Silverbug Dave says:

    There is always somebody saying the world is going to end. Of course, they might be right. Interesting to read Liaquat Ahamed’s book ‘Lords of Finance’ on the 1929-1933 crashes and banking collapses.

    Page 451:
    “Americans adapted to life without banks remarkably well – the intial reaction was not of chaos but co-operation. Storekeepers extended credit lliberally and doctors, lawyers and pharmacists provided services in return for IOUs,” etc.

    I like that. However, this time, I see some problems with this scenario translated to the present day:
    1. Many people are “narcissistic and aggressive” as a commentator on the forthcoming collapse has observed. This did not seem to be true in Japan though, as we saw after Fukushima but likely to be true in the West. The Japanese were seen to queue up in line for water with tremendous discipline and fortitude.
    2. Just In Time inventories are everywhere, in food, medicine and other vital resources.
    3. The vital goods and services are provided by huge corporate entities and bureaucracies, rather than by local networks.
    4. Population is higher than in the 1930s
    5. Very many people do not have good credit so how will they get credit from the local store?
    6. Government regulation may prevent all these local solutions.
    So any crisis is likely to be much worse then in 1933 in the USA for instance.

    On the other hand, Ahamed paints a picture of the army on the streets in Washington during Roosevelt’s inauguration on 4th March 1933. He describes 1000 people watching :
    “Roosevelt being sworn in on the steps of the Capiol, they were watched over by army machine guns. It was like a ‘beleagured capital in wartime’ wrote Arthur Knock of the New York Times.”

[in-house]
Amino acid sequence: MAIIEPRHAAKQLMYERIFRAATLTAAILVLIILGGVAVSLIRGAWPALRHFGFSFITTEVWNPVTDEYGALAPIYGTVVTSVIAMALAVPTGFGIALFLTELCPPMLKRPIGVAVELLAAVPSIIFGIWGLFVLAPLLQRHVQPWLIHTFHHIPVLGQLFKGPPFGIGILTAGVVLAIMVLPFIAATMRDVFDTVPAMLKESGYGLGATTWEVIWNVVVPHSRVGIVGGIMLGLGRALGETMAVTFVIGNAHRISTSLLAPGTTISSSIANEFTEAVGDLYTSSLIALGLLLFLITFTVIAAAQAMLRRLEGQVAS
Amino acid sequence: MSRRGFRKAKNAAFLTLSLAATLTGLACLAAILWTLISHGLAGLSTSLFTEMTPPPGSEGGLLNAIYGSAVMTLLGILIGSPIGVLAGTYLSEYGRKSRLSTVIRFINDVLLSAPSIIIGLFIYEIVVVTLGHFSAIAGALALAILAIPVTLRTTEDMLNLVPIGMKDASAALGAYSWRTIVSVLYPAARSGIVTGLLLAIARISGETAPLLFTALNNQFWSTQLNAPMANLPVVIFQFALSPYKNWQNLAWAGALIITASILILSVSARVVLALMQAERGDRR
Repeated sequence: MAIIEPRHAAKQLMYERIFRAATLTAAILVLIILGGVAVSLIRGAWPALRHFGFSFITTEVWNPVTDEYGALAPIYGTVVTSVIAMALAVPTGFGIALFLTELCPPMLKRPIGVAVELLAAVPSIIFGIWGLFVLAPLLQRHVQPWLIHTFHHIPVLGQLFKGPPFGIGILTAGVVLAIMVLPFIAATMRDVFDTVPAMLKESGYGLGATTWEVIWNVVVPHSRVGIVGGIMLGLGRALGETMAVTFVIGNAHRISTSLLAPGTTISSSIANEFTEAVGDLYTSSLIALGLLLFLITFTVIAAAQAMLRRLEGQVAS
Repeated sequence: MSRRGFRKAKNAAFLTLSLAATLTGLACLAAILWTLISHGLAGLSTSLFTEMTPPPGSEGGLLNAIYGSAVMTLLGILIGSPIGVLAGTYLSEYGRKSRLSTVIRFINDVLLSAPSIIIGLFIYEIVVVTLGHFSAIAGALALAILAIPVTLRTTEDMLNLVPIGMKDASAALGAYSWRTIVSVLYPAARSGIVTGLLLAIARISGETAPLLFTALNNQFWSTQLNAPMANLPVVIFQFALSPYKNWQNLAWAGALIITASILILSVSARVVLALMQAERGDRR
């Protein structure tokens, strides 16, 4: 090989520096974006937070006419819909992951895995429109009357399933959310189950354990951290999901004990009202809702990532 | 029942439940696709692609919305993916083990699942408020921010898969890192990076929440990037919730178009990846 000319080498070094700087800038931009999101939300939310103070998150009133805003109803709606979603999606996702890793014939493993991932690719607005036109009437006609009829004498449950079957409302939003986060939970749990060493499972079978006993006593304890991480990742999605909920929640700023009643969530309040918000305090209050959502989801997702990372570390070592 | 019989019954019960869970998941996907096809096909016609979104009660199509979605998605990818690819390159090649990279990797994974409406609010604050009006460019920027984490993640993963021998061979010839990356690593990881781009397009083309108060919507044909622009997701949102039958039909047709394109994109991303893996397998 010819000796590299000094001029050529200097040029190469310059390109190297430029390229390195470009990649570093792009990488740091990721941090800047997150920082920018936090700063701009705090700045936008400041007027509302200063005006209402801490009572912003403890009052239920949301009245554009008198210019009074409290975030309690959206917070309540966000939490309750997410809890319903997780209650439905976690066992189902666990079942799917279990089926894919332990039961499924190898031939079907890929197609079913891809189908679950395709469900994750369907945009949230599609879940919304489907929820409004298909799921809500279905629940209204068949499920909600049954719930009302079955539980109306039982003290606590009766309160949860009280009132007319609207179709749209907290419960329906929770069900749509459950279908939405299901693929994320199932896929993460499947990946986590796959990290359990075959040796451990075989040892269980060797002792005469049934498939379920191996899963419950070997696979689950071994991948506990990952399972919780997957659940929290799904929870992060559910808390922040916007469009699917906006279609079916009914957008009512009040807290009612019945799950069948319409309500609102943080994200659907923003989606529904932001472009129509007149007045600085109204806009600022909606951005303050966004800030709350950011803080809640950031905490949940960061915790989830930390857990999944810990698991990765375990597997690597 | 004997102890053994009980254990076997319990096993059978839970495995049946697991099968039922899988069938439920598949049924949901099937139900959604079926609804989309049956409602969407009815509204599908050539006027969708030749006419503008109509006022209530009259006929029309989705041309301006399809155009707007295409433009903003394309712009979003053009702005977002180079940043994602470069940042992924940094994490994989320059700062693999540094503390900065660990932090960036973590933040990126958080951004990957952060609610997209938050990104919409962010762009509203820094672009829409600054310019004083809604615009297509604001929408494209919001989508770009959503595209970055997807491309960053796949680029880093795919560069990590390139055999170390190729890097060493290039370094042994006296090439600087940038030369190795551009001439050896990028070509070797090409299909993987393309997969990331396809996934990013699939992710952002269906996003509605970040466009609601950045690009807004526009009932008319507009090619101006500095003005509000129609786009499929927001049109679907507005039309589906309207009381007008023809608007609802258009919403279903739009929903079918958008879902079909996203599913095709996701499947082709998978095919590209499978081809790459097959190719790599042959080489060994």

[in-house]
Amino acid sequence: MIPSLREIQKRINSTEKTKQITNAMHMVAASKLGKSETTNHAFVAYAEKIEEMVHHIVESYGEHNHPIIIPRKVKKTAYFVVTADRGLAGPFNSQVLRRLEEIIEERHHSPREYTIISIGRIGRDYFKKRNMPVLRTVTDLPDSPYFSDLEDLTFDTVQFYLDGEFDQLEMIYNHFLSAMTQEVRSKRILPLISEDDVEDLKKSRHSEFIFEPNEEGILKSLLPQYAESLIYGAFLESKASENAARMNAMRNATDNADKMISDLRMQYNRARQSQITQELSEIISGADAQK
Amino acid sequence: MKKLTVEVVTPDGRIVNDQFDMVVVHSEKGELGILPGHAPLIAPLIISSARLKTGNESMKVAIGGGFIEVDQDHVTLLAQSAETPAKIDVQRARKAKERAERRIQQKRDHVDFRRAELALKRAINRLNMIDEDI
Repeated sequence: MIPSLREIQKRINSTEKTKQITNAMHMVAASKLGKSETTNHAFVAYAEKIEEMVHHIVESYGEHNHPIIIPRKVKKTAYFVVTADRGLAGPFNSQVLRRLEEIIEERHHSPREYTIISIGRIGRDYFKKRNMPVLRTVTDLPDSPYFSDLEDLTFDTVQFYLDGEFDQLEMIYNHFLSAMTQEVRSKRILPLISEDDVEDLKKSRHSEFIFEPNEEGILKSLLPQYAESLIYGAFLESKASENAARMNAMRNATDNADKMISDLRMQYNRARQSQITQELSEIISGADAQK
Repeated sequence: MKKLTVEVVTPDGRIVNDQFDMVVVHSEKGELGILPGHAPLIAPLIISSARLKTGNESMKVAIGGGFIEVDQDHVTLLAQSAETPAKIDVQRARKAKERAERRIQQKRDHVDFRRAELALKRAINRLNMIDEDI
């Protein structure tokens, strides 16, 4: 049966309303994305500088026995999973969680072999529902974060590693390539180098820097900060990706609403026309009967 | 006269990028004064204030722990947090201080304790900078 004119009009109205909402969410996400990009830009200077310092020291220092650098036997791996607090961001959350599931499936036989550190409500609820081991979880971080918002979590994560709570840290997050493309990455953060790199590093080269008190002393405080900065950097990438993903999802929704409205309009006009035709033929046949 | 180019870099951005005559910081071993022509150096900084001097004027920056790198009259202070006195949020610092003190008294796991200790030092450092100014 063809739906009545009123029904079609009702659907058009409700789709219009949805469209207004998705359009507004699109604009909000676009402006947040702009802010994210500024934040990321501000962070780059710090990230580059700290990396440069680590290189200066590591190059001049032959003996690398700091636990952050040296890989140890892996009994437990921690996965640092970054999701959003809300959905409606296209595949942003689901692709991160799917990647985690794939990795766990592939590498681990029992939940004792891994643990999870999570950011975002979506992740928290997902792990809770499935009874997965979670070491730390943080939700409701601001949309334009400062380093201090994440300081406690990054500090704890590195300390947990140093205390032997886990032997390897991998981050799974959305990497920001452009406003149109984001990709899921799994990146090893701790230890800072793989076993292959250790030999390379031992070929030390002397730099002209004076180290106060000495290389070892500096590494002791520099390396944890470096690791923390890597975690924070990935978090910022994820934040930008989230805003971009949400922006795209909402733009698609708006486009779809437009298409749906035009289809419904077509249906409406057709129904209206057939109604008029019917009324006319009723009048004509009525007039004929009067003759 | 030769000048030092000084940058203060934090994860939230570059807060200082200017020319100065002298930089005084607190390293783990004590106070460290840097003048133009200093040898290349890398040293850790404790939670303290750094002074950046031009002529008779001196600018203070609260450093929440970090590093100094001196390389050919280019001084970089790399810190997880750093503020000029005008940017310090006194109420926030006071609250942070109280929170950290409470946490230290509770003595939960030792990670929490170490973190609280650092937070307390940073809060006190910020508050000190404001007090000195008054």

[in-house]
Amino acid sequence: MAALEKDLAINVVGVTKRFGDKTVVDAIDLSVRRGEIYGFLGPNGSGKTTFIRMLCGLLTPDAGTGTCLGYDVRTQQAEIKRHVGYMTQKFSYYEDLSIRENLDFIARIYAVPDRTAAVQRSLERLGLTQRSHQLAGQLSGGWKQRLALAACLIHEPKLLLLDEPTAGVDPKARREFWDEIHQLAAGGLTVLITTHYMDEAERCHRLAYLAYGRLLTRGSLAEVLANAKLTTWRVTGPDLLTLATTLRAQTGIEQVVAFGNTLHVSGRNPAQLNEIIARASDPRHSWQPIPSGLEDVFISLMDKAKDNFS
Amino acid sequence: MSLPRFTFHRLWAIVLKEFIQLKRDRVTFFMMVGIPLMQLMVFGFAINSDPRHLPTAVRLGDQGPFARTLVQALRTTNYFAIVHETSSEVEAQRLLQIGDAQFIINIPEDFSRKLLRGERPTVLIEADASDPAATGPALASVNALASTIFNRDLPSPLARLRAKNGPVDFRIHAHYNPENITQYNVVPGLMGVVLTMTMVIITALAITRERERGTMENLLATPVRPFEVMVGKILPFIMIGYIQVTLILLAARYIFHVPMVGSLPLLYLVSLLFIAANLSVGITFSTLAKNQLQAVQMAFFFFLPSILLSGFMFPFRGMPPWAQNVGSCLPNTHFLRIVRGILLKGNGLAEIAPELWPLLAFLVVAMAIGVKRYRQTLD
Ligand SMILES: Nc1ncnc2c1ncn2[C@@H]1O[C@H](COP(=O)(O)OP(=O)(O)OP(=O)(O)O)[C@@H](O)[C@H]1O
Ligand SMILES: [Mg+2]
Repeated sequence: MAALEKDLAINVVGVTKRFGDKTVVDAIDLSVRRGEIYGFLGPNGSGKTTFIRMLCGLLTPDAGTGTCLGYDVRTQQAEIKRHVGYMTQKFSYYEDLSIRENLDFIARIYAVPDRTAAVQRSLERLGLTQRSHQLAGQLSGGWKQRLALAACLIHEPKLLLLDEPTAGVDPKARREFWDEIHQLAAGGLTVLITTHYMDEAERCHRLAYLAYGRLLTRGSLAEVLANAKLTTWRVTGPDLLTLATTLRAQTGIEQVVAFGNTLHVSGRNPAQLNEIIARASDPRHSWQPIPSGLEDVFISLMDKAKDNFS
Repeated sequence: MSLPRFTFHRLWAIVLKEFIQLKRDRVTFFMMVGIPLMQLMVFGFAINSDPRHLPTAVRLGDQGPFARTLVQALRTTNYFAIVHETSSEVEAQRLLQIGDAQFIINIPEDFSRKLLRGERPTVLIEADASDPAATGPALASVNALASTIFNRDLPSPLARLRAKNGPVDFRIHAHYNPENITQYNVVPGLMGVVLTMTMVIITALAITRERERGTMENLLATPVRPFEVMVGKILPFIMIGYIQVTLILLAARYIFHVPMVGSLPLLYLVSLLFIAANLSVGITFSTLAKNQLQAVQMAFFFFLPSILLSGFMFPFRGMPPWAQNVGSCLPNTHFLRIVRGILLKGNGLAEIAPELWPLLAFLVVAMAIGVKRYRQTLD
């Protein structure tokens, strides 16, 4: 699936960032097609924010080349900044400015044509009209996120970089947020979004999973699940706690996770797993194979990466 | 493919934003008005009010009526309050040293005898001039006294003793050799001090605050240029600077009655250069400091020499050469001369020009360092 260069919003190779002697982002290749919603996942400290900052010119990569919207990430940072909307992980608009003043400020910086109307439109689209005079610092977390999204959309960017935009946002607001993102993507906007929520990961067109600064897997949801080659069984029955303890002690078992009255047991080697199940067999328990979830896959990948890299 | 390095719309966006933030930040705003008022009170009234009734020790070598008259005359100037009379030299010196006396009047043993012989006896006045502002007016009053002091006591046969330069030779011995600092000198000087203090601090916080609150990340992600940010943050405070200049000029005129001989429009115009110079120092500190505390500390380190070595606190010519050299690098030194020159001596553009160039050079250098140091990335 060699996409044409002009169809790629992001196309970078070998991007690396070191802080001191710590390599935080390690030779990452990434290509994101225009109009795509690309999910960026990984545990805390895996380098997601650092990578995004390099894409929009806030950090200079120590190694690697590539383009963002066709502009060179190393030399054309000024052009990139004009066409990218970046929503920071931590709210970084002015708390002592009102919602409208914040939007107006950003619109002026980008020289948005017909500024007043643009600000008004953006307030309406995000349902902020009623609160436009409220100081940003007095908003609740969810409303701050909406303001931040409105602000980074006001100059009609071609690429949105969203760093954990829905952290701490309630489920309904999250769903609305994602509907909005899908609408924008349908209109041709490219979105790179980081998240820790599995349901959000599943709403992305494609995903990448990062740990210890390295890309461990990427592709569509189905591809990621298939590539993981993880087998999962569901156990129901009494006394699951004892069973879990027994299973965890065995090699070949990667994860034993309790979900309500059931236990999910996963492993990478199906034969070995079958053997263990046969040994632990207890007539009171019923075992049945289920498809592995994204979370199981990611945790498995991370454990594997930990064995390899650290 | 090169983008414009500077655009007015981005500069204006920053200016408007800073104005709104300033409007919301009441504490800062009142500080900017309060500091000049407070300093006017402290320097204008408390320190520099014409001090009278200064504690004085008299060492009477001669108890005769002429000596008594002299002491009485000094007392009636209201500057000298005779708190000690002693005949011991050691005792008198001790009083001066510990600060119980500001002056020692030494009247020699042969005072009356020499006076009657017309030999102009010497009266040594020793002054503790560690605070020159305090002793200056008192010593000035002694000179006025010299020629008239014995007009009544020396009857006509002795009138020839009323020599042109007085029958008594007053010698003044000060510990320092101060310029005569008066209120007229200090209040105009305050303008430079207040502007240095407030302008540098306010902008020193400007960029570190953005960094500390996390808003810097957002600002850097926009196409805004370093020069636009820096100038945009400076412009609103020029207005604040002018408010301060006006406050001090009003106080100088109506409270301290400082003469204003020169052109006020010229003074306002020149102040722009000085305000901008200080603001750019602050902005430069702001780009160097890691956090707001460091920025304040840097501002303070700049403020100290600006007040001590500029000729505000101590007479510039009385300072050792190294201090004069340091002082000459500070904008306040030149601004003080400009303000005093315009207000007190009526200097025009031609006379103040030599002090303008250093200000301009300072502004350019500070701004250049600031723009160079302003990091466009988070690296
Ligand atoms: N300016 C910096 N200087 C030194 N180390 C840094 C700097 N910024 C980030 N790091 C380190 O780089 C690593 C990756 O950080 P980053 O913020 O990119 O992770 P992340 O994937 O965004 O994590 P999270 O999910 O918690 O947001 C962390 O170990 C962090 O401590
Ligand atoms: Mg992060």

Since government and hughe corporations control these resources, maybe the solution will be martial law, forced rationing, etc. Remember New Orleans? Maybe the Western world will be like New Orleans after the hurricane./-

    On a more anecdotal note, at this time in the British summer, I see a gigantic contrast between the happy people at the London Olympic Games, especially as shown on television, enjoying life and the unemployed and unemployable social security recipients on the housing estates in my home town, screaming and swearing every day at their spouses and children in the most foul language – and the fact that the UK has just tipped into recession again.

    • On August 11, 2012 at 4:45 pm,
      irishtony says:

      KS…..Re the Olympics………The Government & the BBC, are trying to portray to the world that everything in the UK is fine , & everybody is happy. I live in a deprived area of the UK, & i can tell you a lot of people here don’t watch or care about the games..WHY ?…Because they are too busy trying to survive, & i am sure that applies to a lot of the UK…………What’s going to happen when the game’s end & the feel good factor wears off……BTW i have enjoyed the games, shame people of different …..countries…race…..& religion cant get on & respect each other, in real life, as they have in the games…….im sure they would like to but their MASTERS wont let them………DIVIDE & RULE.